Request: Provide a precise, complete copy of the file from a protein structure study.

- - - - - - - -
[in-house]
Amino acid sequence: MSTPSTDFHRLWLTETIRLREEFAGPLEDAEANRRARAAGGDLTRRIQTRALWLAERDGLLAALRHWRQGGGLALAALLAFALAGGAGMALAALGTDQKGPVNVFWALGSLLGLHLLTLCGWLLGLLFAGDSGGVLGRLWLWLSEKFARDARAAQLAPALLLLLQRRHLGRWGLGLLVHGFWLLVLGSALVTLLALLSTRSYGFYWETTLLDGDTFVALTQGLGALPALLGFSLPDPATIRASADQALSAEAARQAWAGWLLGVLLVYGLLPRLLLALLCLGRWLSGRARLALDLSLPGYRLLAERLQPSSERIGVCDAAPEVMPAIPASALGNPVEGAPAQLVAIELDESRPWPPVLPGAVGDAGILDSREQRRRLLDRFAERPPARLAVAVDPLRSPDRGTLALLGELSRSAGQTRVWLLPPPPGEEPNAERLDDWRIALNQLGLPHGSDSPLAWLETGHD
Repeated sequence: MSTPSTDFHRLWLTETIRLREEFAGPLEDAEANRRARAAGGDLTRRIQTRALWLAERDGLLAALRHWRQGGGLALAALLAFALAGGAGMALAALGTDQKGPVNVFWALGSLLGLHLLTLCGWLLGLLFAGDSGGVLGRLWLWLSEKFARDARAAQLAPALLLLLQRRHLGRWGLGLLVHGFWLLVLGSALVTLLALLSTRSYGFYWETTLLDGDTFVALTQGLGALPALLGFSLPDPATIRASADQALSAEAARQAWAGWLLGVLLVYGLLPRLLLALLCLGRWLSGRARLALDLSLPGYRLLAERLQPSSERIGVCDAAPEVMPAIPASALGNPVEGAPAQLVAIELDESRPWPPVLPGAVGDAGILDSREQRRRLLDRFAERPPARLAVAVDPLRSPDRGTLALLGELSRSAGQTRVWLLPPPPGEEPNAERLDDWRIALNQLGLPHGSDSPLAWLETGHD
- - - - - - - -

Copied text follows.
[in-house]
Amino acid sequence: MSTPSTDFHRLWLTETIRLREEFAGPLEDAEANRRARAAGGDLTRRIQTRALWLAERDGLLAALRHWRQGGGLALAALLAFALAGGAGMALAALGTDQKGPVNVFWALGSLLGLHLLTLCGWLLGLLFAGDSGGVLGRLWLWLSEKFARDARAAQLAPALLLLLQRRHLGRWGLGLLVHGFWLLVLGSALVTLLALLSTRSYGFYWETTLLDGDTFVALTQGLGALPALLGFSLPDPATIRASADQALSAEAARQAWAGWLLGVLLVYGLLPRLLLALLCLGRWLSGRARLALDLSLPGYRLLAERLQPSSERIGVCDAAPEVMPAIPASALGNPVEGAPAQLVAIELDESRPWPPVLPGAVGDAGILDSREQRRRLLDRFAERPPARLAVAVDPLRSPDRGTLALLGELSRSAGQTRVWLLPPPPGEEPNAERLDDWRIALNQLGLPHGSDSPLAWLETGHD
Repeated sequence: MSTPSTDFHRLWLTETIRLREEFAGPLEDAEANRRARAAGGDLTRRIQTRALWLAERDGLLAALRHWRQGGGLALAALLAFALAGGAGMALAALGTDQKGPVNVFWALGSLLGLHLLTLCGWLLGLLFAGDSGGVLGRLWLWLSEKFARDARAAQLAPALLLLLQRRHLGRWGLGLLVHGFWLLVLGSALVTLLALLSTRSYGFYWETTLLDGDTFVALTQGLGALPALLGFSLPDPATIRASADQALSAEAARQAWAGWLLGVLLVYGLLPRLLLALLCLGRWLSGRARLALDLSLPGYRLLAERLQPSSERIGVCDAAPEVMPAIPASALGNPVEGAPAQLVAIELDESRPWPPVLPGAVGDAGILDSREQRRRLLDRFAERPPARLAVAVDPLRSPDRGTLALLGELSRSAGQTRVWLLPPPPGEEPNAERLDDWRIALNQLGLPHGSDSPLAWLETGHD